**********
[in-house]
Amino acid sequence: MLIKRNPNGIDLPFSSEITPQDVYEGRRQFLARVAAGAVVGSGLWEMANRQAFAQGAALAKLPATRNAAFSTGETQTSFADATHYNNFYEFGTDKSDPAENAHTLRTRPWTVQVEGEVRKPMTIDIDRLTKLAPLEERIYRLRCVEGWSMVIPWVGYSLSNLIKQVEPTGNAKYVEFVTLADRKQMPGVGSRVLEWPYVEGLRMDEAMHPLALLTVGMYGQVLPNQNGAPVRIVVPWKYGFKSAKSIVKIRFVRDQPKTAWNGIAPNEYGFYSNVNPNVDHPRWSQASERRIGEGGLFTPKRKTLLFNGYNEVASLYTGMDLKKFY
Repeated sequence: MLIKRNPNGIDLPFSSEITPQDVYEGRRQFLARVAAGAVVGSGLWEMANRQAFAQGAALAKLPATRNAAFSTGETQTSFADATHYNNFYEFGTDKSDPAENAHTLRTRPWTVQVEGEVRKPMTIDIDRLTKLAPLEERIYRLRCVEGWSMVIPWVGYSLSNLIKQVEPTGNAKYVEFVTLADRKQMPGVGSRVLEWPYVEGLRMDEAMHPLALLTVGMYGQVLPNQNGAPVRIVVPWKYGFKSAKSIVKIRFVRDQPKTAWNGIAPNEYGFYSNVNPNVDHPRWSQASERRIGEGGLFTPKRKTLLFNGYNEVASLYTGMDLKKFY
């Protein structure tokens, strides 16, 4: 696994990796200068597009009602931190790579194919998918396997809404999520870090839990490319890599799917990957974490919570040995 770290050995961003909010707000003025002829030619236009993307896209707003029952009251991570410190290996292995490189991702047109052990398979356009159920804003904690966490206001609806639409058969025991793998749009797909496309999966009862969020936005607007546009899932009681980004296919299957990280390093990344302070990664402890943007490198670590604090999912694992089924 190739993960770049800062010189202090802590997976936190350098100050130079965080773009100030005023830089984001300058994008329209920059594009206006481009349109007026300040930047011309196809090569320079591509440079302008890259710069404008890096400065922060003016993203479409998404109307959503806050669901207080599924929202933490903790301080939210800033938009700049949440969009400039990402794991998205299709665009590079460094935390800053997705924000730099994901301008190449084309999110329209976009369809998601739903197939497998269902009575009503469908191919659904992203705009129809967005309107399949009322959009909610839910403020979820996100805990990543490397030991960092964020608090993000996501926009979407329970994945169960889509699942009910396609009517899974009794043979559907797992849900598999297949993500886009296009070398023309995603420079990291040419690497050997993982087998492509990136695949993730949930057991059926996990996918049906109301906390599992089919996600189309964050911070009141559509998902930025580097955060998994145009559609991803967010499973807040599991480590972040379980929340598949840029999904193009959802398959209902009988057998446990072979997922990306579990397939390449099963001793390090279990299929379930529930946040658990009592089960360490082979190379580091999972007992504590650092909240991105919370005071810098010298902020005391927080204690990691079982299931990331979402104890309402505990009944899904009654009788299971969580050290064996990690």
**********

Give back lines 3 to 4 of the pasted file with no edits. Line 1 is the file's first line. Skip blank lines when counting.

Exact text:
Repeated sequence: MLIKRNPNGIDLPFSSEITPQDVYEGRRQFLARVAAGAVVGSGLWEMANRQAFAQGAALAKLPATRNAAFSTGETQTSFADATHYNNFYEFGTDKSDPAENAHTLRTRPWTVQVEGEVRKPMTIDIDRLTKLAPLEERIYRLRCVEGWSMVIPWVGYSLSNLIKQVEPTGNAKYVEFVTLADRKQMPGVGSRVLEWPYVEGLRMDEAMHPLALLTVGMYGQVLPNQNGAPVRIVVPWKYGFKSAKSIVKIRFVRDQPKTAWNGIAPNEYGFYSNVNPNVDHPRWSQASERRIGEGGLFTPKRKTLLFNGYNEVASLYTGMDLKKFY
């Protein structure tokens, strides 16, 4: 696994990796200068597009009602931190790579194919998918396997809404999520870090839990490319890599799917990957974490919570040995 770290050995961003909010707000003025002829030619236009993307896209707003029952009251991570410190290996292995490189991702047109052990398979356009159920804003904690966490206001609806639409058969025991793998749009797909496309999966009862969020936005607007546009899932009681980004296919299957990280390093990344302070990664402890943007490198670590604090999912694992089924 190739993960770049800062010189202090802590997976936190350098100050130079965080773009100030005023830089984001300058994008329209920059594009206006481009349109007026300040930047011309196809090569320079591509440079302008890259710069404008890096400065922060003016993203479409998404109307959503806050669901207080599924929202933490903790301080939210800033938009700049949440969009400039990402794991998205299709665009590079460094935390800053997705924000730099994901301008190449084309999110329209976009369809998601739903197939497998269902009575009503469908191919659904992203705009129809967005309107399949009322959009909610839910403020979820996100805990990543490397030991960092964020608090993000996501926009979407329970994945169960889509699942009910396609009517899974009794043979559907797992849900598999297949993500886009296009070398023309995603420079990291040419690497050997993982087998492509990136695949993730949930057991059926996990996918049906109301906390599992089919996600189309964050911070009141559509998902930025580097955060998994145009559609991803967010499973807040599991480590972040379980929340598949840029999904193009959802398959209902009988057998446990072979997922990306579990397939390449099963001793390090279990299929379930529930946040658990009592089960360490082979190379580091999972007992504590650092909240991105919370005071810098010298902020005391927080204690990691079982299931990331979402104890309402505990009944899904009654009788299971969580050290064996990690």